Writing project objectives is one of those tricky tasks that project managers often struggle with. You understand what’s required, but you still have a hard time putting those pesky objectives together.
The stakes are high though as the clearer your project objectives are, the more likely you will achieve success. Plus, the project will be a whole lot easier for you to manage.
The good news is that writing effective project objectives isn’t as hard as you think. Here we share some tips to help you develop effective project objectives every time.
What are project objectives?
Try not to confuse project objectives with project goals. It’s a common trap project managers fall into.
Project goals are high-level targets. Closely linked to corporate priorities, project goals provide the big picture.
Project objectives, on the other hand, supply the detail around what your project will deliver. They focus more on the specific, tangible results your project will produce.
How to write SMART project objectives
Developing project objectives can be stressful and difficult. With so many moving parts to your project, getting started is hard, right?
The SMART framework is one of the most popular tools for developing your project objectives. Super-easy to remember, the SMART approach helps to really focus your efforts.
SMART is an acronym which stands for the following:
- S = specific: Define your objectives – try to answer the five w’s (who, what, when, where, and why).
- M = measurable: Consider the performance specifications and measures needed to assess whether you’ve met your objective.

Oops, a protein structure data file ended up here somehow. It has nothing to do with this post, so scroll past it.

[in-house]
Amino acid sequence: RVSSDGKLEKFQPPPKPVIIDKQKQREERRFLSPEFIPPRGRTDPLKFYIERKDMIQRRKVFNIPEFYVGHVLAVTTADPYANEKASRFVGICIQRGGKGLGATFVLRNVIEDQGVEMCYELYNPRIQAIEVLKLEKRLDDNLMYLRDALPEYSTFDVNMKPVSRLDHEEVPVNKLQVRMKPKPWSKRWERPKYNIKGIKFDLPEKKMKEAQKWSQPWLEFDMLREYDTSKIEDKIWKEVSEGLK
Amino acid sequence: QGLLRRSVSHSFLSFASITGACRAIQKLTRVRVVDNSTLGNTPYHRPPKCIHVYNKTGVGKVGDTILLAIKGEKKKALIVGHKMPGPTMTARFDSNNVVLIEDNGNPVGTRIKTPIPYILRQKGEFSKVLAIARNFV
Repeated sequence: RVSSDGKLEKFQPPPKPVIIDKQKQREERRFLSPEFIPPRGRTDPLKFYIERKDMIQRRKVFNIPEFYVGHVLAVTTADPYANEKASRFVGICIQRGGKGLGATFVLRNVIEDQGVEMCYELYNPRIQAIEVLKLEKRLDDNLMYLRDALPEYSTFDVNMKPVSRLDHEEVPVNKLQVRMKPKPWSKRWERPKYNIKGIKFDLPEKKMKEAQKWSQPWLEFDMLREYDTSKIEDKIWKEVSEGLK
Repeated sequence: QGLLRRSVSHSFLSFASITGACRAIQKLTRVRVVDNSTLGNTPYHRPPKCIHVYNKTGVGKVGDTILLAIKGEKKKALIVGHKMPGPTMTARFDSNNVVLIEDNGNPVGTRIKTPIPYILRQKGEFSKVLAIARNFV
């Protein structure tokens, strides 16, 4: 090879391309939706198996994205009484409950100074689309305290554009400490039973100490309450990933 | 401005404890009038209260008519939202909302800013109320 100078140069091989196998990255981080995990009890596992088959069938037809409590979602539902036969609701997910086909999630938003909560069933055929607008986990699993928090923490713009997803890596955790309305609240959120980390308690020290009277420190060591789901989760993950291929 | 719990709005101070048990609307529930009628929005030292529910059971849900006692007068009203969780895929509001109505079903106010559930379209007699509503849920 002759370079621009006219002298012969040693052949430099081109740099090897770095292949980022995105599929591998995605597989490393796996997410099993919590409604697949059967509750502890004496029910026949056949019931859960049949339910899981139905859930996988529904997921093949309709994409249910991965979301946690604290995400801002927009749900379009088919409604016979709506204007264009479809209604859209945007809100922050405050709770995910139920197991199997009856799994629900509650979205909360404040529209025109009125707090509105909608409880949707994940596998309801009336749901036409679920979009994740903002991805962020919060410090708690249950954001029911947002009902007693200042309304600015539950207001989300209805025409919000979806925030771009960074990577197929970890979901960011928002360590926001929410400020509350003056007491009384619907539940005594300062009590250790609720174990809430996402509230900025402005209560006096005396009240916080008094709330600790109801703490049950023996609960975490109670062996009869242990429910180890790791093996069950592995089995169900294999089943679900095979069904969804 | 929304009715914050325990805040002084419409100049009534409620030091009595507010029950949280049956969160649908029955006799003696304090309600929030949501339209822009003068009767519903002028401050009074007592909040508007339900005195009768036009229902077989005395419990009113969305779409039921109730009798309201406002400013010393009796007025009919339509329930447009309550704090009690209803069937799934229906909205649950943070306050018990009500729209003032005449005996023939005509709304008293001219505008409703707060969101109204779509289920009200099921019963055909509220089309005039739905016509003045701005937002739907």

- A = achievable: Only set objectives that are achievable. Overly ambitious targets or ones out of your direct control may not have a reasonable chance of success.
- R = realistic: Ensure the project objectives are practical, given the budget, time constraints, and expertise within the project team.
- T = time-bound: Include a timeframe for completion of the objective.
Alongside the SMART framework, here are some other helpful best practice tips.
- Have all your objectives set before you start the project; otherwise, confusion and uncertainty will set in.
- Get the project team involved as they will be the ones delivering the objectives.
- Be clear and concise. A long-winded objective runs the risk of being misunderstood.
- Use plain English. Try and avoid technical terms and jargon. Everyday language makes it easier for the project team and stakeholders to understand the objective.
- And when drafting your objectives, consider using action words like increase, decrease, and improve. After all, you want your objective to be doing or achieving something.
Examples of SMART project objectives
So, what does a SMART project objective look like? Here are some examples of project objectives that meet the SMART test.
- We will reduce departmental overtime from 100 hours per month to 45 hours by the end of the fiscal year with no increase in reported safety incidents.
- By December 31, we will identify five metrics to demonstrate the success of our new marketing strategy.
- In quarter two, we will run five product demonstration webinars with 15+ participants and a satisfied/very satisfied approval rating of 85%.
- Ensure that 95% of employees have completed training in the new CRM software by June 30.
Clear, easy-to-understand project objectives are fundamental to successful project management. When drafting project objectives, always test them against the SMART framework to get your project off to the best start.
And if you need a helping hand with writing your project objectives, then get in touch with us here at Write Solutions. The experienced team will ensure your project objectives tick all the boxes.